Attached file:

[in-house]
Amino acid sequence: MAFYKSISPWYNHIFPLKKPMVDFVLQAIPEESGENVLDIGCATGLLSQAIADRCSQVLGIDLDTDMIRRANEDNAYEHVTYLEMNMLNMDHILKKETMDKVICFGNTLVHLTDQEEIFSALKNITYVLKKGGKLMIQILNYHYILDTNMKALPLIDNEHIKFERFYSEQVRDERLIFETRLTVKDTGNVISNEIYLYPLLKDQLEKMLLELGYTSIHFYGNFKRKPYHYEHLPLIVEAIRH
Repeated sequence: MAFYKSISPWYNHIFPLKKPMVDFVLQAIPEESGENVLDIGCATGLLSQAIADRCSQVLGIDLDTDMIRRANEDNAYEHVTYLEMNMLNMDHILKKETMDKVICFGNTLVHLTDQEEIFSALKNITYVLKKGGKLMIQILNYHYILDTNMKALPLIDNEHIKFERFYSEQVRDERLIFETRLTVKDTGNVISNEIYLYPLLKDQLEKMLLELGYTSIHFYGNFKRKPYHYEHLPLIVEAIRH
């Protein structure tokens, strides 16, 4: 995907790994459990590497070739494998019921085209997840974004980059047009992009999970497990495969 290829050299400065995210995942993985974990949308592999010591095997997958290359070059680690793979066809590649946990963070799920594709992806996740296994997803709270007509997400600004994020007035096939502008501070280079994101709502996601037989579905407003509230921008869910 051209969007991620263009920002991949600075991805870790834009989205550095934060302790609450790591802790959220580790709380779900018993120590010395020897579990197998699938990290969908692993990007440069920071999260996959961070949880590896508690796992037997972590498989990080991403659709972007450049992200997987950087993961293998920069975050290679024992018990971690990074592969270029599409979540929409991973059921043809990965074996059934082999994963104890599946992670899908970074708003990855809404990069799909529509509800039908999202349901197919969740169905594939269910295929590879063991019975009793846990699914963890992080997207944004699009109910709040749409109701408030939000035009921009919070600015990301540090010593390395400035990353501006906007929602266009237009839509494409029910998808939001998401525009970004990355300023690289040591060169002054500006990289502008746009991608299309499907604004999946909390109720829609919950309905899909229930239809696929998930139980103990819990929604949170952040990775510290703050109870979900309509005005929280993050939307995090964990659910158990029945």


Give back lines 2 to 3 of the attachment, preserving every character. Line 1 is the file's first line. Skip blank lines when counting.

Amino acid sequence: MAFYKSISPWYNHIFPLKKPMVDFVLQAIPEESGENVLDIGCATGLLSQAIADRCSQVLGIDLDTDMIRRANEDNAYEHVTYLEMNMLNMDHILKKETMDKVICFGNTLVHLTDQEEIFSALKNITYVLKKGGKLMIQILNYHYILDTNMKALPLIDNEHIKFERFYSEQVRDERLIFETRLTVKDTGNVISNEIYLYPLLKDQLEKMLLELGYTSIHFYGNFKRKPYHYEHLPLIVEAIRH
Repeated sequence: MAFYKSISPWYNHIFPLKKPMVDFVLQAIPEESGENVLDIGCATGLLSQAIADRCSQVLGIDLDTDMIRRANEDNAYEHVTYLEMNMLNMDHILKKETMDKVICFGNTLVHLTDQEEIFSALKNITYVLKKGGKLMIQILNYHYILDTNMKALPLIDNEHIKFERFYSEQVRDERLIFETRLTVKDTGNVISNEIYLYPLLKDQLEKMLLELGYTSIHFYGNFKRKPYHYEHLPLIVEAIRH